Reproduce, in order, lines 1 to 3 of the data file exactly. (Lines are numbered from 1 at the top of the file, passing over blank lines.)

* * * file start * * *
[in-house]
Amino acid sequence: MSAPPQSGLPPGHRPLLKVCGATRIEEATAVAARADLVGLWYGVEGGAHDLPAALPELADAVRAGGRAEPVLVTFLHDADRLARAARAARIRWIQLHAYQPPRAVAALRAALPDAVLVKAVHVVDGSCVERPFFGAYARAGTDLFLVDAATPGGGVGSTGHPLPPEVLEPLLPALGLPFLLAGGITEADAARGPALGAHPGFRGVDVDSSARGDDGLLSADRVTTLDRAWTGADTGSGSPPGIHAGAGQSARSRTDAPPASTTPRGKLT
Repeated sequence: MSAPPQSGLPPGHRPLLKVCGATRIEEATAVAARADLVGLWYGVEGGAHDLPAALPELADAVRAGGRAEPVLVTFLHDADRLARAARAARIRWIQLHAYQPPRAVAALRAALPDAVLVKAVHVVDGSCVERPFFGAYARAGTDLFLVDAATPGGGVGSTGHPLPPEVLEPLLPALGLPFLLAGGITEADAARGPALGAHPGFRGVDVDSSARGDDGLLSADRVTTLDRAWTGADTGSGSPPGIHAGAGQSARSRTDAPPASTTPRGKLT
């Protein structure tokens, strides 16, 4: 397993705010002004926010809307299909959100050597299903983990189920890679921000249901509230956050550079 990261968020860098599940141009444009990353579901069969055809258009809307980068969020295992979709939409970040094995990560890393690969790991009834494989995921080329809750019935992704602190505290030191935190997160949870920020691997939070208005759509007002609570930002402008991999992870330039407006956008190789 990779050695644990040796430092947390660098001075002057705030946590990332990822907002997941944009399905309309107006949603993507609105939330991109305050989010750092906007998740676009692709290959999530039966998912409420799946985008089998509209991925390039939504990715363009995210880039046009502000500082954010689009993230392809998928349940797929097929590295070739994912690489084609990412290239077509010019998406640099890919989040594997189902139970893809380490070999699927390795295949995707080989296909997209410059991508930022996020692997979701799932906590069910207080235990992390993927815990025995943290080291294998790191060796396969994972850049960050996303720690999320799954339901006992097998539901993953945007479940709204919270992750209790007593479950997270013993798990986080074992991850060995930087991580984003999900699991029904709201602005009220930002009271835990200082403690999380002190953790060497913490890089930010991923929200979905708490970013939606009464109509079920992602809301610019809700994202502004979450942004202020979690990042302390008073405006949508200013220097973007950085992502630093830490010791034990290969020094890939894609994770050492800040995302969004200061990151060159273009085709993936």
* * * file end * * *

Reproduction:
[in-house]
Amino acid sequence: MSAPPQSGLPPGHRPLLKVCGATRIEEATAVAARADLVGLWYGVEGGAHDLPAALPELADAVRAGGRAEPVLVTFLHDADRLARAARAARIRWIQLHAYQPPRAVAALRAALPDAVLVKAVHVVDGSCVERPFFGAYARAGTDLFLVDAATPGGGVGSTGHPLPPEVLEPLLPALGLPFLLAGGITEADAARGPALGAHPGFRGVDVDSSARGDDGLLSADRVTTLDRAWTGADTGSGSPPGIHAGAGQSARSRTDAPPASTTPRGKLT
Repeated sequence: MSAPPQSGLPPGHRPLLKVCGATRIEEATAVAARADLVGLWYGVEGGAHDLPAALPELADAVRAGGRAEPVLVTFLHDADRLARAARAARIRWIQLHAYQPPRAVAALRAALPDAVLVKAVHVVDGSCVERPFFGAYARAGTDLFLVDAATPGGGVGSTGHPLPPEVLEPLLPALGLPFLLAGGITEADAARGPALGAHPGFRGVDVDSSARGDDGLLSADRVTTLDRAWTGADTGSGSPPGIHAGAGQSARSRTDAPPASTTPRGKLT